Some CA Wineries Targets of Anti-Smog Measures
Posted by perle0 on 2005-10-16 01:35:37
|That glass of garnet-colored California merlot may caress the palate and delight the nose, but state officials say wineries also create a less agreeable byproduct: smog.|
Now air-quality managers in California's San Joaquin Valley, where nearly two-thirds of domestic wine is produced, are cracking down. By year's end, local officials will propose the nation's first restrictions targeting pollution from winemaking.
Whether the end result is jammy, tannic or crisp, the fermentation of grapes to make wine creates pure alcohol, also known as ethanol, that is vented to the air. Ethanol vapors belong to a family of so-called organic chemicals that mix with others to form smog.
That might not be a problem if the valley's topography didn't trap organic chemicals and others, allowing them to fester. That leads to some of the nation's dirtiest air: Smog levels exceeded federal health limits on 109 days in 2004.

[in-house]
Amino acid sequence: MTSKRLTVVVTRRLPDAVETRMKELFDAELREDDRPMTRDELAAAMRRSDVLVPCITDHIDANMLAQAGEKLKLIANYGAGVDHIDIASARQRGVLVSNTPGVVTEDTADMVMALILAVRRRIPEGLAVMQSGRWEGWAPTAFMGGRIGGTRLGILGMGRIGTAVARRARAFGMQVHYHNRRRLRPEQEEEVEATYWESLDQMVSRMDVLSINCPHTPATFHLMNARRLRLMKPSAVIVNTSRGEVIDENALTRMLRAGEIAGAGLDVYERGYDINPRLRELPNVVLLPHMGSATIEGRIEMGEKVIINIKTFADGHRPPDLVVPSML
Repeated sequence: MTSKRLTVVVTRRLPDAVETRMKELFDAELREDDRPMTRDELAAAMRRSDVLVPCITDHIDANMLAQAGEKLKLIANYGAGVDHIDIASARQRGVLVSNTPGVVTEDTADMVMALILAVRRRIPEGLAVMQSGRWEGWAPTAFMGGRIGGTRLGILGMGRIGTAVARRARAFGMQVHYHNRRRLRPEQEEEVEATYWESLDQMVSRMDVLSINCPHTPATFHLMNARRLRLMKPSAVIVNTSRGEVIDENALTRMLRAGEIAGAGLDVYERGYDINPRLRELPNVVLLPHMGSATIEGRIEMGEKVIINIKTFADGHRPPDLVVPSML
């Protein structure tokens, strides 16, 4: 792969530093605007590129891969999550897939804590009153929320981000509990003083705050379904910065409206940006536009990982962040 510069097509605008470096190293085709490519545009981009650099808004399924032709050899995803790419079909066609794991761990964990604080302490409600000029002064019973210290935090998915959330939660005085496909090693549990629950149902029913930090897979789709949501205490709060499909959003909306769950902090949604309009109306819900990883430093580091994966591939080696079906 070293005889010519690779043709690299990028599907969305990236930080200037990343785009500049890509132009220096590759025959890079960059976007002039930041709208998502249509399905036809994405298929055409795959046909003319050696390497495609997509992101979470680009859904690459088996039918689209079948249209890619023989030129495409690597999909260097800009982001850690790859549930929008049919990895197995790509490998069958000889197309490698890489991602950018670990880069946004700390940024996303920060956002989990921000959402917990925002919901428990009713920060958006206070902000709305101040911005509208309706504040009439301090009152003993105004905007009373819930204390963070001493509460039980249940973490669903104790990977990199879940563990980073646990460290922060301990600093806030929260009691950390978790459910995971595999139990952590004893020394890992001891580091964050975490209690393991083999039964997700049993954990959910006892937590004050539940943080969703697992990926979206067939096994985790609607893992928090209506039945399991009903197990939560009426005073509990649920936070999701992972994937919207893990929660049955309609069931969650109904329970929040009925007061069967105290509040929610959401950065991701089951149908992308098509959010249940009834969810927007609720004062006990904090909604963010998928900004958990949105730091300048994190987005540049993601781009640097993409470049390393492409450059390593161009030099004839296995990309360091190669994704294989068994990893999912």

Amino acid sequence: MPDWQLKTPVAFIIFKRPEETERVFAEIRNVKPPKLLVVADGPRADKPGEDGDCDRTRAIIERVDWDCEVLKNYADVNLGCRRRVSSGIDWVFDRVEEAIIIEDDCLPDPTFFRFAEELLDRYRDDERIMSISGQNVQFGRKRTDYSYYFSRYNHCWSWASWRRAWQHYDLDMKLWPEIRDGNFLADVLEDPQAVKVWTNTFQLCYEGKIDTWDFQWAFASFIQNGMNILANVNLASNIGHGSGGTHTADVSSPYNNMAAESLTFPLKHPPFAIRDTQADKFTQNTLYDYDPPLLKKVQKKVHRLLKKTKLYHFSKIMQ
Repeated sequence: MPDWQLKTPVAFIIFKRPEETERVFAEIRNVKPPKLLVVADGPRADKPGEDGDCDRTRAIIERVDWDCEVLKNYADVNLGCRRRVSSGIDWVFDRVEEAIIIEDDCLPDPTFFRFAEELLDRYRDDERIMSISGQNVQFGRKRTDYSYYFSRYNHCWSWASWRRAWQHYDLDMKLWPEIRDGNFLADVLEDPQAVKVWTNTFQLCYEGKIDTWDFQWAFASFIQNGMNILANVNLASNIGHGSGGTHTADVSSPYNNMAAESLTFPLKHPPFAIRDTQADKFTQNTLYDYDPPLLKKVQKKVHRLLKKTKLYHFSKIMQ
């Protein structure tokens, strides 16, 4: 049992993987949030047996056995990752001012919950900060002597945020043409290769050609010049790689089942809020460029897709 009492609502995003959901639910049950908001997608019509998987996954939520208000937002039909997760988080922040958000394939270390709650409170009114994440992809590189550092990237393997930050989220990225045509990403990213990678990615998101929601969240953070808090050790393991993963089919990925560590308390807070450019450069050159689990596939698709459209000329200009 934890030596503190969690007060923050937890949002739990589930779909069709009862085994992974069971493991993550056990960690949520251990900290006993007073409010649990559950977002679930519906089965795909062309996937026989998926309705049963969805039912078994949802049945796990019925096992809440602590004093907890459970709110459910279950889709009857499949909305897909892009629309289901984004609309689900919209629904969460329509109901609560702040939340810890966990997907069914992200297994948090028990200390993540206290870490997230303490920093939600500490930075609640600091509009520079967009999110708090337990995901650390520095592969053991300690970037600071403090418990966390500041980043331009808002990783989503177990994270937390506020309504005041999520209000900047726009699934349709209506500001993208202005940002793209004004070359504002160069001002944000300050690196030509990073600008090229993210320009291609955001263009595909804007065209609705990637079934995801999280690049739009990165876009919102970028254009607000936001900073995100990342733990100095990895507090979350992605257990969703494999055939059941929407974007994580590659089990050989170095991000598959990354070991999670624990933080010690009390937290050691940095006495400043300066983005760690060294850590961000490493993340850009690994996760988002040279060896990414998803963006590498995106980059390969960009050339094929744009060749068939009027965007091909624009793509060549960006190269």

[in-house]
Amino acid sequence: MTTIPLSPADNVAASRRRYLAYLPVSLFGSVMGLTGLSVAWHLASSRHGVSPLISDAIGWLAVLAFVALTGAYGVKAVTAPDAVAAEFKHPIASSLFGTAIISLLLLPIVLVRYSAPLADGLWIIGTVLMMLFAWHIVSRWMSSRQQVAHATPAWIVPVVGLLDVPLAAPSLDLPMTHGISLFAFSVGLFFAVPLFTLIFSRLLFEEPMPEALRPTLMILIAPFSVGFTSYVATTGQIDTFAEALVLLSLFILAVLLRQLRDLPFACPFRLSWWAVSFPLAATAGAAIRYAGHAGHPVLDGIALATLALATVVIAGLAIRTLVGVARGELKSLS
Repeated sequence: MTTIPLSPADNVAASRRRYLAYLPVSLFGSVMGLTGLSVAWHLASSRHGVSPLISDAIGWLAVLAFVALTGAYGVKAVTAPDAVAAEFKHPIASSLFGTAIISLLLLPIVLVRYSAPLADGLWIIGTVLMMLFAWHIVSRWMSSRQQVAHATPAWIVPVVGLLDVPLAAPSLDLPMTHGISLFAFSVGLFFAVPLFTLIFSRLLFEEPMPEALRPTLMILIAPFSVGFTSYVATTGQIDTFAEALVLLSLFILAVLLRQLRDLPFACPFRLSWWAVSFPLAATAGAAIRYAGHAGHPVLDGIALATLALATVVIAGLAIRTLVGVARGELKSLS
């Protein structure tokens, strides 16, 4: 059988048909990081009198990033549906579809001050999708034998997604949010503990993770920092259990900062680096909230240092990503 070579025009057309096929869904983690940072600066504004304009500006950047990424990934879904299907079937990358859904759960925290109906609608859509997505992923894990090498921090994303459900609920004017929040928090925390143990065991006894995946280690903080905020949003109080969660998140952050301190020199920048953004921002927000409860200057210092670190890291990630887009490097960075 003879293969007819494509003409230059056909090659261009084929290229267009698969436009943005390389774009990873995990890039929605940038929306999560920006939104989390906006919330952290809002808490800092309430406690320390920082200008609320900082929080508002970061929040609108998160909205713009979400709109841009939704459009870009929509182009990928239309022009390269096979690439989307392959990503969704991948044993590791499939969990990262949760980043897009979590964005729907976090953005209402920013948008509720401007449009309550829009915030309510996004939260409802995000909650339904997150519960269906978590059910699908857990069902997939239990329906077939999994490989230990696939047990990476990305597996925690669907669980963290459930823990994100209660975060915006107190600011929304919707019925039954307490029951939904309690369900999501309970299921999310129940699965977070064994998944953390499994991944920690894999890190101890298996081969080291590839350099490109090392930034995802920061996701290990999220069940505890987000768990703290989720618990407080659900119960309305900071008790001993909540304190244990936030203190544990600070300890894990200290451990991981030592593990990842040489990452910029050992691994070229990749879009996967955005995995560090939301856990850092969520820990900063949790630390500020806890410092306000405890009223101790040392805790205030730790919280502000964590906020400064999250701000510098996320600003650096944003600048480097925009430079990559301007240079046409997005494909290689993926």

"We've got to do what we can to control emissions," Nester says. That means regulating wineries, even though they create only 0.3% of the valley's emission of smog-forming organic chemicals. Cars and trucks account for 37%.
Oenophiles -- wine lovers -- shouldn't fear for their favorite $50 California chardonnays. For starters, other winemaking regions in the state and across the country are unlikely to follow the valley's lead, because none of them have nearly as much smog. And the new rule would exempt white wines, which yield less pollution during production than reds.
Although the valley boasts more than 100 winemaking facilities, the rule will apply only to those that churn out the equivalent of 25 million bottles or more per year. That's 18 wineries, owned by giants such as E. & J. Gallo. They make mostly bargain-priced stuff, not the type of drink that inspires high-flown prose from wine critics.
For now, wineries are being allowed to compensate for their ethanol production by cutting back in other areas, such as reducing the polluting elements from their vehicles.
More details about the wineries and the politics of anti-smog laws.